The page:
To give yourself fuel for No Joke on Saturday, July 1 at Remedy in Lawrenceville, listen to Paizley's new mix called "Blue Collar" that celebrates the 'Burgh's underground rap and hip-hop culture. "To be something special in Pittsburgh means working non-stop on your own time and with little resources," he says.


5121 Butler Street

Pittsburgh, PA 15201

3. Creatives Independence Collection

"Creatives" becomes a way-of-life in Pittsburgh. The brand and slogan honor the people behind great productions. The staple that Cody Baker and Chancelor Humphrey have established in their Creatives Drink party they now transfer into core Creatives garments. The Creatives Independence Collection includes two Champion mesh short colorways and three Champion T-shirt colorways. Each comes with an American embroidered flag. Creatives' range drops on July 4 at 11 a.m. EST and will be available for 24 hours at

4. Summer Livin

Splash around. Enjoy summer. Summer Livin provides energy and feels with food and music at the Highland Park Pool on June 30 from 1-9 p.m. Songbird Sierra Sellers and hot rappers like James Perry, and Lokal Foreners, have performances.

If you miss the pool party, attend LiveFromTheCity's Sun Fest '17 on July 7 in partnership with the 1Hood Media and Boom Concepts collectives. Support a community clothing drive and music.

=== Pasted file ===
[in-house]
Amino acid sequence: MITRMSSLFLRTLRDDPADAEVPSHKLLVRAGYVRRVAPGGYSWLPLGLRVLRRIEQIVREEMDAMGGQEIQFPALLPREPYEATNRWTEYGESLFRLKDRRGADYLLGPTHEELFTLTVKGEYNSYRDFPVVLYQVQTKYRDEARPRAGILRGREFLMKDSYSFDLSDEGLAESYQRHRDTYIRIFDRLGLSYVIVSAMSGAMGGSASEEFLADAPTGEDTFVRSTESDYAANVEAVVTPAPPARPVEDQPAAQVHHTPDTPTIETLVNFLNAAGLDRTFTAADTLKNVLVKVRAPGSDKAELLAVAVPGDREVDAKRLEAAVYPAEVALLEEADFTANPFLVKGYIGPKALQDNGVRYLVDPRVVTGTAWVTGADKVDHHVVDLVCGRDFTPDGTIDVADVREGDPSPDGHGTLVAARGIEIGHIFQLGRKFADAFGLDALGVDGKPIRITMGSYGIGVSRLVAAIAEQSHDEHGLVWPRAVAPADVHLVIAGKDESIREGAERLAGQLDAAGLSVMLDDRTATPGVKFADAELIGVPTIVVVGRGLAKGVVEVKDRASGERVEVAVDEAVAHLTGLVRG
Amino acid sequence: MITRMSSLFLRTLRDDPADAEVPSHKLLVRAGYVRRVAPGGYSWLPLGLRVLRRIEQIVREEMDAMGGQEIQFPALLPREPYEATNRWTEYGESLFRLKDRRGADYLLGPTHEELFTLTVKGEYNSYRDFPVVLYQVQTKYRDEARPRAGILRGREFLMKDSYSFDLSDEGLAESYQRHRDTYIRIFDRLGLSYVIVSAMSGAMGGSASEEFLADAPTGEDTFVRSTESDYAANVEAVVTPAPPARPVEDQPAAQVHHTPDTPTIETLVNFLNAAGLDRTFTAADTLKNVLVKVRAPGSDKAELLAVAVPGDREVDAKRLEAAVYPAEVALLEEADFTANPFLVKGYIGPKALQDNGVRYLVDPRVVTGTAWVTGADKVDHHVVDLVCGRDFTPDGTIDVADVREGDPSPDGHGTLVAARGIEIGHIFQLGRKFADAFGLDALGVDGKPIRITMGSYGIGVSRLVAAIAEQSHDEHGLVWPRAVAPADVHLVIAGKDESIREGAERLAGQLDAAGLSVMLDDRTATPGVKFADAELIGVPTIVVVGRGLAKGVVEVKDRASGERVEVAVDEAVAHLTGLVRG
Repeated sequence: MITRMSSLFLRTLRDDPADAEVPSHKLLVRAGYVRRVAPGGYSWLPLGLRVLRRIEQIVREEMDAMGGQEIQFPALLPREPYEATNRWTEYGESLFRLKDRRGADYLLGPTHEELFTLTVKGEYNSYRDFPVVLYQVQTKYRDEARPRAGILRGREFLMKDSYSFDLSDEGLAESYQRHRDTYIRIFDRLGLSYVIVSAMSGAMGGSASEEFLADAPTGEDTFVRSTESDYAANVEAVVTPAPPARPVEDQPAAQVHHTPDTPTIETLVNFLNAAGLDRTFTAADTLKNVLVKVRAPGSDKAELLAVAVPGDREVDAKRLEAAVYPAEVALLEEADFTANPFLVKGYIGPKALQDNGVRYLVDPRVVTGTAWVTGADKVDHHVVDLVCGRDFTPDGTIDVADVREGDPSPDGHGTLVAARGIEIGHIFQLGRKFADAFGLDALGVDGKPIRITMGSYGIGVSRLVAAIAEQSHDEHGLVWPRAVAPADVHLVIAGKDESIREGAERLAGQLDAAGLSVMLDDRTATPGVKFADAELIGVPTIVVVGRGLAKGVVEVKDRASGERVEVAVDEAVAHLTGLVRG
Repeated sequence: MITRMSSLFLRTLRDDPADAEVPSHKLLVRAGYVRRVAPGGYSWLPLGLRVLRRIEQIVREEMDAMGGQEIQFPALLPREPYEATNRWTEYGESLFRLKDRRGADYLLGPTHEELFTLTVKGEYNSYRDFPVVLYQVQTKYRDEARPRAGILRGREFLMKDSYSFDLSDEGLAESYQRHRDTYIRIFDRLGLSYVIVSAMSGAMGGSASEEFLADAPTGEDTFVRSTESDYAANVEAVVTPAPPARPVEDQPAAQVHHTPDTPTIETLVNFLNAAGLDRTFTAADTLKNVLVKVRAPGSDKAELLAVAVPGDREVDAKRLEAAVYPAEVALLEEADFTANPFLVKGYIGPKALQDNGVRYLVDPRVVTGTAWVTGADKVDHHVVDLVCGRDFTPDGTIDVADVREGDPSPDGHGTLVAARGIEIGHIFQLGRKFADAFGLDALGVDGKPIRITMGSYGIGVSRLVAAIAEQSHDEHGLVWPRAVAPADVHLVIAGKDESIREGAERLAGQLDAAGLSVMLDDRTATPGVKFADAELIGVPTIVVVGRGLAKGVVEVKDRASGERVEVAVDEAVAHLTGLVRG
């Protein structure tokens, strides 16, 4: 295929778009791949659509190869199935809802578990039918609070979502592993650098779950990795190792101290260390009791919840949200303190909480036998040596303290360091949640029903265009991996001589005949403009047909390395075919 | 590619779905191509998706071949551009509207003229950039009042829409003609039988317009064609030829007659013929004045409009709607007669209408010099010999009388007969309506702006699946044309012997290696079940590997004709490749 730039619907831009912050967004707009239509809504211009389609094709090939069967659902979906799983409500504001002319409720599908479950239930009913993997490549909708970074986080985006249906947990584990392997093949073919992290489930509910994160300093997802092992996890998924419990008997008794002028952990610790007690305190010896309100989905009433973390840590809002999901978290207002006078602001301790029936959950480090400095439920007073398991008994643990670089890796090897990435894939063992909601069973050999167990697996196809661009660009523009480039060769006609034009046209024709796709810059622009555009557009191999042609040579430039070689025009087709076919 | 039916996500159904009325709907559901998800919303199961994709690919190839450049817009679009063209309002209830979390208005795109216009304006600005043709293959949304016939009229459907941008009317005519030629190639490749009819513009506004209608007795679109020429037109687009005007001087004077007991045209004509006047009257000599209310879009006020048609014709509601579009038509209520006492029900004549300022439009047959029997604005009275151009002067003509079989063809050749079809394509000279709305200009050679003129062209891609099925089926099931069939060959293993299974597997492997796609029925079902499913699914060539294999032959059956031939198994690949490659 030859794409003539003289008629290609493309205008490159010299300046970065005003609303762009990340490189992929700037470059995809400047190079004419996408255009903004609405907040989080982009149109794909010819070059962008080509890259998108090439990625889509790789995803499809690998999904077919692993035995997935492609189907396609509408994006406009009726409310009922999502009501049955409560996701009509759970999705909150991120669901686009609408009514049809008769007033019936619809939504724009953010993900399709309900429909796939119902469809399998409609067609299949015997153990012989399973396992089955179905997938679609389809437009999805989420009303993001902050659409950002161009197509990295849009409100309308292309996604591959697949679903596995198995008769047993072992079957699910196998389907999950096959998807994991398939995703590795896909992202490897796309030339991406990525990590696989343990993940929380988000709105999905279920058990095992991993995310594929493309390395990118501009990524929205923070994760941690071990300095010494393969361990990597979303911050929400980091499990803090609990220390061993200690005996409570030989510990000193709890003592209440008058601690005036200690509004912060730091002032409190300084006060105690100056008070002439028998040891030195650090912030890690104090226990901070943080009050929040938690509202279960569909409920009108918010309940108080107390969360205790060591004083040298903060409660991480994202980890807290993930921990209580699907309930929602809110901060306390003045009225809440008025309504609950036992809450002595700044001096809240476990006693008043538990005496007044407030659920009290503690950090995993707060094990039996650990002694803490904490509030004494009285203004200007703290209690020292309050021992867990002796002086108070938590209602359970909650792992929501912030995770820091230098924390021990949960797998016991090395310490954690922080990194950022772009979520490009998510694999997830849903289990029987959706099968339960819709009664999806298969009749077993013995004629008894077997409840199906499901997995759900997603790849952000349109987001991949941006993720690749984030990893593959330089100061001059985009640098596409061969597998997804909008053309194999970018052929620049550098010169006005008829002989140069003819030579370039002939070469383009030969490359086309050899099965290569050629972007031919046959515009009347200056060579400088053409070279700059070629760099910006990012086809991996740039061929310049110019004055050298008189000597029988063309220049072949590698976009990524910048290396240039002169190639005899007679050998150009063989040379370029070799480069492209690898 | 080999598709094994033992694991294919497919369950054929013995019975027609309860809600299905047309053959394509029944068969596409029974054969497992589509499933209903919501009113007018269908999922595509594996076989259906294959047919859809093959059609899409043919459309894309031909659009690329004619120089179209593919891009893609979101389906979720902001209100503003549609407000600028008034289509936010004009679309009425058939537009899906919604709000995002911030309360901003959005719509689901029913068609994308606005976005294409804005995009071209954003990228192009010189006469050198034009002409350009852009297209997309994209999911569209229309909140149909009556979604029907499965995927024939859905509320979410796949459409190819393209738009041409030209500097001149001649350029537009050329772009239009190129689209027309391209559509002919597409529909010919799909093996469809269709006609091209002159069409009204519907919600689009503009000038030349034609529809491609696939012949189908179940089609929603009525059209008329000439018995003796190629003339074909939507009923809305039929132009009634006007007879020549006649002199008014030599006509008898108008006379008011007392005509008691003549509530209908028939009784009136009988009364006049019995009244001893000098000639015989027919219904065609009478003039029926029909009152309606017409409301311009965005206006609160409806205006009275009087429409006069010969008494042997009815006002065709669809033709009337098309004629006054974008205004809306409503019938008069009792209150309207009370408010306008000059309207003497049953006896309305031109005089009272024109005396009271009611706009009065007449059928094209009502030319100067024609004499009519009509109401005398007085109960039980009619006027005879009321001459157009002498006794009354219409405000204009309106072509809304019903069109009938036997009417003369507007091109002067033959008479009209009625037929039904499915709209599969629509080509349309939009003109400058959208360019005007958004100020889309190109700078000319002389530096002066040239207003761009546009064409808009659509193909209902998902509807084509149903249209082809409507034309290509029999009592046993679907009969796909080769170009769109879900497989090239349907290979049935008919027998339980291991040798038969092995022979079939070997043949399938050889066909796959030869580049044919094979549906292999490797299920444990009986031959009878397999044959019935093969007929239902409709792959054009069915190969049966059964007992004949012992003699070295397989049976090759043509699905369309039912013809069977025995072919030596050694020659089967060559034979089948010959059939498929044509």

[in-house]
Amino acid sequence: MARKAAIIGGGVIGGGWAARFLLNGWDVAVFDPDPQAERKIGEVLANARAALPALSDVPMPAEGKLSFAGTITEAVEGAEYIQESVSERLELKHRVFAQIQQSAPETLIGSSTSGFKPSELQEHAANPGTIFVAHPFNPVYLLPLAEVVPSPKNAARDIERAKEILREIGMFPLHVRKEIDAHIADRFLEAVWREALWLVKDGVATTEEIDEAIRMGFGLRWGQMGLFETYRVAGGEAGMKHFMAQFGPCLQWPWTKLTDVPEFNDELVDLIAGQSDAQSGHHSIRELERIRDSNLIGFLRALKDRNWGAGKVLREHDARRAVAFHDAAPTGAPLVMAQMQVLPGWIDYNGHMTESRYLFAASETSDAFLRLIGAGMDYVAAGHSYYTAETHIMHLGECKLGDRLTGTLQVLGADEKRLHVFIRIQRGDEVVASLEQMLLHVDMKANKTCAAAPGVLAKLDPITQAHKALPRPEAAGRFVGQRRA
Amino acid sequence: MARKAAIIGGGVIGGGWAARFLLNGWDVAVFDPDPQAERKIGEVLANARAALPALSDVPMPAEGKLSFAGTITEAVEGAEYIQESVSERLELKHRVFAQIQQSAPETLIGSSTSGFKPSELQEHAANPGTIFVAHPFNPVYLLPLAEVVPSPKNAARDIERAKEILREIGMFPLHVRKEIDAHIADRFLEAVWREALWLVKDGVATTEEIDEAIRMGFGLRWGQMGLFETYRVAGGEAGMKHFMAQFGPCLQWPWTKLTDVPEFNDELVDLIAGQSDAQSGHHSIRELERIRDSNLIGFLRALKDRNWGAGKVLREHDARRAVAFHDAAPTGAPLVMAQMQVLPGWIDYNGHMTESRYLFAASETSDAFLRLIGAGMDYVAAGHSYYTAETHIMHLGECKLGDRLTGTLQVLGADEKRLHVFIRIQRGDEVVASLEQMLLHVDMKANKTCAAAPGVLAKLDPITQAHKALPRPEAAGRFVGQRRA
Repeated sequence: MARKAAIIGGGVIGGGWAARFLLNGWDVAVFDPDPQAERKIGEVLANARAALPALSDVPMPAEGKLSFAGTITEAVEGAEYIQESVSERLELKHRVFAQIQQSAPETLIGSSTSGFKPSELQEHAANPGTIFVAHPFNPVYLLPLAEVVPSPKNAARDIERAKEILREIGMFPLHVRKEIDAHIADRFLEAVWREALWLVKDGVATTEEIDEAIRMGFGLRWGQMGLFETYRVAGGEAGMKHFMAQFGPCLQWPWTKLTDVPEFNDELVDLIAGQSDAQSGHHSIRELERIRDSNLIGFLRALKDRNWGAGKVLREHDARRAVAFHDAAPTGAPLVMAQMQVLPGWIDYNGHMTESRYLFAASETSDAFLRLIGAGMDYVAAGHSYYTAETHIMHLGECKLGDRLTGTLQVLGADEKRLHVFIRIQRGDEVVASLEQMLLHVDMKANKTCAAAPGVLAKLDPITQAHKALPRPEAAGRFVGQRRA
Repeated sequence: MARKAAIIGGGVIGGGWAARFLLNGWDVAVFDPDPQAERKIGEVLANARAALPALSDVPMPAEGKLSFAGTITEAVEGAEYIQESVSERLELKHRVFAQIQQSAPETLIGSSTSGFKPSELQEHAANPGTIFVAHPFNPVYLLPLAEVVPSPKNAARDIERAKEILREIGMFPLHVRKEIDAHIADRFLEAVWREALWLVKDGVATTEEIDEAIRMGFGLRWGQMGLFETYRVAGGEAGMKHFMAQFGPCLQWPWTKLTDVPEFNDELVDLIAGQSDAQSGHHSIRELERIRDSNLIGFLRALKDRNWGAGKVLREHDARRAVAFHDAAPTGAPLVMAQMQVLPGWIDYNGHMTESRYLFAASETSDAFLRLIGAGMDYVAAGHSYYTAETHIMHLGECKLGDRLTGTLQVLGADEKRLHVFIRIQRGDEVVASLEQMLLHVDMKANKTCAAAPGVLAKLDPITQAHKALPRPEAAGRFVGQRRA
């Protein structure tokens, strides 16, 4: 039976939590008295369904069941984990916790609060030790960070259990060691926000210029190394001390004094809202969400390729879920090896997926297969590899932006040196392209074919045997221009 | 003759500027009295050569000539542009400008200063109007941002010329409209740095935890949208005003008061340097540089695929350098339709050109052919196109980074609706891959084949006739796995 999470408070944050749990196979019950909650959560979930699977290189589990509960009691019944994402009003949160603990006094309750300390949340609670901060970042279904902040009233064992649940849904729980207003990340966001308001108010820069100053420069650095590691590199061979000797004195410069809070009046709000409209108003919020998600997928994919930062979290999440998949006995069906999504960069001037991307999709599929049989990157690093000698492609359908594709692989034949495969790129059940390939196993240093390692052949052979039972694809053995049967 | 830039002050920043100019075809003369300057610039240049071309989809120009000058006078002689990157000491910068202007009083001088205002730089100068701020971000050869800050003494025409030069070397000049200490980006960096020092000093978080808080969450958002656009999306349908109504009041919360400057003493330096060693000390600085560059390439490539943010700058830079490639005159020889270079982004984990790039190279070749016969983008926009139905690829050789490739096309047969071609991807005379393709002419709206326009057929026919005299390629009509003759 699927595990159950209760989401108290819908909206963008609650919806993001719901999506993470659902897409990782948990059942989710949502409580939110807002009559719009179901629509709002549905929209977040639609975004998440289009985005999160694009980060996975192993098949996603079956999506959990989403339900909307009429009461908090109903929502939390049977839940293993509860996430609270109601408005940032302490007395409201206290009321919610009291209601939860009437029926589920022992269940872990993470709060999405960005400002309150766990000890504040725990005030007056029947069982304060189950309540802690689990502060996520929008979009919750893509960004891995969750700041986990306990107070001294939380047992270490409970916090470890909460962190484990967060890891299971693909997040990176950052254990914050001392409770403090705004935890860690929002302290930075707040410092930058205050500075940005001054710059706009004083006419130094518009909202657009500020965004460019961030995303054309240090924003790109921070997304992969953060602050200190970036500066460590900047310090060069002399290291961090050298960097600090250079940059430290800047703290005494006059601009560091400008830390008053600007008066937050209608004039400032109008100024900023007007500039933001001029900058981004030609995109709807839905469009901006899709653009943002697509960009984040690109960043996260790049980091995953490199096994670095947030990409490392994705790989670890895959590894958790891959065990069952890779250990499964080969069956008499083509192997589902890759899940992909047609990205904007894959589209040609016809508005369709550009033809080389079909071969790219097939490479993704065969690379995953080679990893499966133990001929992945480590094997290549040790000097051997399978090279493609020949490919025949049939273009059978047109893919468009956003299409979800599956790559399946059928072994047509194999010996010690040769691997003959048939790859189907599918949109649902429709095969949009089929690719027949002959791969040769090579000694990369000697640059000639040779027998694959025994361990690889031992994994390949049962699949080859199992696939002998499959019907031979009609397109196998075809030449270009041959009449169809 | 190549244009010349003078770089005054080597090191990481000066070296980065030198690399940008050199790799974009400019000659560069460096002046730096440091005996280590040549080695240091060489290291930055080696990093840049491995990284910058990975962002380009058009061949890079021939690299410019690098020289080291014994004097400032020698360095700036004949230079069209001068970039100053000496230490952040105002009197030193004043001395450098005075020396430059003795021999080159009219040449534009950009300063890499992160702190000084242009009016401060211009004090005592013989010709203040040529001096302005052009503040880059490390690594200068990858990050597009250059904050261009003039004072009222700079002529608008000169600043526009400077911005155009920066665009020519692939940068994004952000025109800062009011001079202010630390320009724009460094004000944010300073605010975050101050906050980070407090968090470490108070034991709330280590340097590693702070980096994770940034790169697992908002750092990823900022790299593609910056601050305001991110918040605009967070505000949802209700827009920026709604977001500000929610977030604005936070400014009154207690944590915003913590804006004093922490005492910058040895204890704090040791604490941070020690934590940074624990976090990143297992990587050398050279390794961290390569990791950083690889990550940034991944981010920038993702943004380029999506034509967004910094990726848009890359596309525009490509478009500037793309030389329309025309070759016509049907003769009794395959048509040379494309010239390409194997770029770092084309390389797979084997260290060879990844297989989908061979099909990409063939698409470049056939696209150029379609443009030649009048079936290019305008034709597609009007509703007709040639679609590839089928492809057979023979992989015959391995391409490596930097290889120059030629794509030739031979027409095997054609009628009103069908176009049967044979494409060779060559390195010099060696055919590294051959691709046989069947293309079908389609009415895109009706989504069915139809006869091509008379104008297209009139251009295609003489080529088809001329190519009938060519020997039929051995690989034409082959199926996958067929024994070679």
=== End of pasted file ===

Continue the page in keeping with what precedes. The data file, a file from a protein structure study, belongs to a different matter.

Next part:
Highland Park Pool

151 Lake Drive

Pittsburgh, PA 15206

Boom Concepts

5139 Penn Ave

Pittsburgh, PA 15224

5. Supa Jefe Tour with Kap-G and J.R. Donato at Spirit

Georgia spits out rappers like faucets spit out water. Up and comer Kap-G, the dude who moans "I just took a flick with your girlfriend," is the latest product from The Peach State and he comes to Pittsburgh on July 10. Some of the city's prime rappers like Calvin Portsworth, Pet Zebra, and Pk Delay open for Kap-G.


242 51st Street

Pittsburgh, PA 15201

6. JAILBREAK Festival

[The] intent is to create strength in numbers by bringing together the diverse groups in this city while having a banging good time doing it.

The theme and date of this event was inspired by Bastille Day, where a mob of over 1,000 people united and stormed the walls of the Bastille prison in Paris, sparking a turning point in the French Revolution.

May JAILBREAK start a massive movement in Pittsburgh that people cannot ignore, an annual festival that brings local talent and local consumers to a big party. Heavyweights Choo Jackson, Benji, Mikey P, Tairey, Slim Tha DJ, DJ Seams, DJ Topgun, and much more entertain the crowd. The underground's best will also be in attendance on July 15 at JAILBREAK. Acquaint yourself with BABYT33TH and 1Geno. Review the entire festival lineup and show up to JAILBREAK for the culture. 

7. InTheRough Features with Geechi P and Yung Mulatto

Here are Pittsburgh's fashion forefather and Pittsburgh hip-hop's creative director. Geechi P and Yung Mulatto respectively move in their own lanes while influencing their peers. Geechi's attention to high fashion and streetwear educates a Pittsburgh public who is behind the fashion curve. Mulatto collects production credits for rappers like Blackboi, and he is the visual connection between artists' image and their music. Both young men are key players in the 'Burgh's progressive society. Learn more about them soon under Life's Goods.

Cool Things Happening in Pittsburgh by Alex Young

a piece of history - respect to late Mayor of Pittsburgh Bob O'Connor